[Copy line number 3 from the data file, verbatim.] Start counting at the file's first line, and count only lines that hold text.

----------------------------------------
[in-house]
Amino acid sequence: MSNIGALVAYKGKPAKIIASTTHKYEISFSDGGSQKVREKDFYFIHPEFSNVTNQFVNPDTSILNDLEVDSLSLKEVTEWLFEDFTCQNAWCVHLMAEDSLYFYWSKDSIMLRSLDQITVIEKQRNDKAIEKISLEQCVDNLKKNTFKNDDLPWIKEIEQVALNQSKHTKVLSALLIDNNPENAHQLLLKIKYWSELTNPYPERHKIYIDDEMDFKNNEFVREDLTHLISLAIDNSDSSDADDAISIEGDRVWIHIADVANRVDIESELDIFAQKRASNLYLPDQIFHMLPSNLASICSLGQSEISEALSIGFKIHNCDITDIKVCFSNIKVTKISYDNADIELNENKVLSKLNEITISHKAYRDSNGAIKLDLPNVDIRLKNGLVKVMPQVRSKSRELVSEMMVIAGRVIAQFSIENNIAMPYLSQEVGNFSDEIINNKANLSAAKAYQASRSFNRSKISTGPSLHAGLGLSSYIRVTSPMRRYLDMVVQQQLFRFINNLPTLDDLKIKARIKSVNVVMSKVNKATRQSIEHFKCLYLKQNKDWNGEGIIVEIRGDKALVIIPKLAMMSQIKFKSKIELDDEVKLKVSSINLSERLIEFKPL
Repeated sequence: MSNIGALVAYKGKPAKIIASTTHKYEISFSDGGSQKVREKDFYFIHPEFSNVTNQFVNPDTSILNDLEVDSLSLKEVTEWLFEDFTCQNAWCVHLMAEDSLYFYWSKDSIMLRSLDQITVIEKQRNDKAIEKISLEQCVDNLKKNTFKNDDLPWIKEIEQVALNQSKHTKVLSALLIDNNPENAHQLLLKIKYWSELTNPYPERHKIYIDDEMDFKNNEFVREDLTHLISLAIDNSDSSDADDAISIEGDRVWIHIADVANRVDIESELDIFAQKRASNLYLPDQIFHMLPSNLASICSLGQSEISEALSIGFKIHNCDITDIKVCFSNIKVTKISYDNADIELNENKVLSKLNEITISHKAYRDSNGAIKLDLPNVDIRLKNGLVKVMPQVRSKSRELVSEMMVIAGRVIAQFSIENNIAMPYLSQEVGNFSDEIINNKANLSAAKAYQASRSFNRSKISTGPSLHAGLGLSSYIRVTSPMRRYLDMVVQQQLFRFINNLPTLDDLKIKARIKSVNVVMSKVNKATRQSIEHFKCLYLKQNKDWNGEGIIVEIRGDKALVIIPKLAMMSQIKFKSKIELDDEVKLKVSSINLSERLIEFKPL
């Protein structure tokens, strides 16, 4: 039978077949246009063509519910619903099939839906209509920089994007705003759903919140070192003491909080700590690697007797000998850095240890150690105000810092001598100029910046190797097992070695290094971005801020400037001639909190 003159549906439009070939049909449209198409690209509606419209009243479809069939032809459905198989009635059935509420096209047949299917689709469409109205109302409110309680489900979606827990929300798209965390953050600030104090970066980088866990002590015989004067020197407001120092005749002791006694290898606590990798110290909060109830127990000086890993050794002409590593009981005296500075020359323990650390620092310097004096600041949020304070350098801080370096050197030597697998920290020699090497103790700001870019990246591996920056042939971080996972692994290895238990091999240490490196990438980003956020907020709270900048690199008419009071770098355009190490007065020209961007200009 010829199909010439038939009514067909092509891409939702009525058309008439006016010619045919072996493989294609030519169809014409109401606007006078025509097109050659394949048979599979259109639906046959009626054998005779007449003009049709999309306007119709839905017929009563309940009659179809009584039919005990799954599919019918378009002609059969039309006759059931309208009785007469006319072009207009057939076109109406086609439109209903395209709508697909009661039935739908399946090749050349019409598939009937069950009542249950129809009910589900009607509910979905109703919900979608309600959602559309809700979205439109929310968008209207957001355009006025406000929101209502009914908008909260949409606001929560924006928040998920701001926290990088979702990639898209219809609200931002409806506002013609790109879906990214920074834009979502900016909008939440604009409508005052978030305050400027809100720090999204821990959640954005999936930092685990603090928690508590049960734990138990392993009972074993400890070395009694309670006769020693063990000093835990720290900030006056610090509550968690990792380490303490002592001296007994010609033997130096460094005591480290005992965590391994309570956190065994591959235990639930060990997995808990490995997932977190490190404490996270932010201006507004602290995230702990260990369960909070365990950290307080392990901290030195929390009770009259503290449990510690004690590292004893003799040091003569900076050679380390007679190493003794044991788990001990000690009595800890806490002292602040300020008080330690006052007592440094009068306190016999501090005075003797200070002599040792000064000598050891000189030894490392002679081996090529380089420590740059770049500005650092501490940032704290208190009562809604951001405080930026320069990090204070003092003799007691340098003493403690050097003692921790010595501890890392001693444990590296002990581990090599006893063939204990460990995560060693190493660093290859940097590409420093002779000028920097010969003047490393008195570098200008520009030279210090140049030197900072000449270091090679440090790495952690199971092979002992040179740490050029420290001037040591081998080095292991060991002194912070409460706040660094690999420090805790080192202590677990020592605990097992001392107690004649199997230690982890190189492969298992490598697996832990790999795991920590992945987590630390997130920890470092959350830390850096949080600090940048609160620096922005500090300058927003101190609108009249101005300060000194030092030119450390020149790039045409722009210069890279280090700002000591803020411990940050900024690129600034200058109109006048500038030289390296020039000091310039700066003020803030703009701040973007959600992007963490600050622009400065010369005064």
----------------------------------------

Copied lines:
Repeated sequence: MSNIGALVAYKGKPAKIIASTTHKYEISFSDGGSQKVREKDFYFIHPEFSNVTNQFVNPDTSILNDLEVDSLSLKEVTEWLFEDFTCQNAWCVHLMAEDSLYFYWSKDSIMLRSLDQITVIEKQRNDKAIEKISLEQCVDNLKKNTFKNDDLPWIKEIEQVALNQSKHTKVLSALLIDNNPENAHQLLLKIKYWSELTNPYPERHKIYIDDEMDFKNNEFVREDLTHLISLAIDNSDSSDADDAISIEGDRVWIHIADVANRVDIESELDIFAQKRASNLYLPDQIFHMLPSNLASICSLGQSEISEALSIGFKIHNCDITDIKVCFSNIKVTKISYDNADIELNENKVLSKLNEITISHKAYRDSNGAIKLDLPNVDIRLKNGLVKVMPQVRSKSRELVSEMMVIAGRVIAQFSIENNIAMPYLSQEVGNFSDEIINNKANLSAAKAYQASRSFNRSKISTGPSLHAGLGLSSYIRVTSPMRRYLDMVVQQQLFRFINNLPTLDDLKIKARIKSVNVVMSKVNKATRQSIEHFKCLYLKQNKDWNGEGIIVEIRGDKALVIIPKLAMMSQIKFKSKIELDDEVKLKVSSINLSERLIEFKPL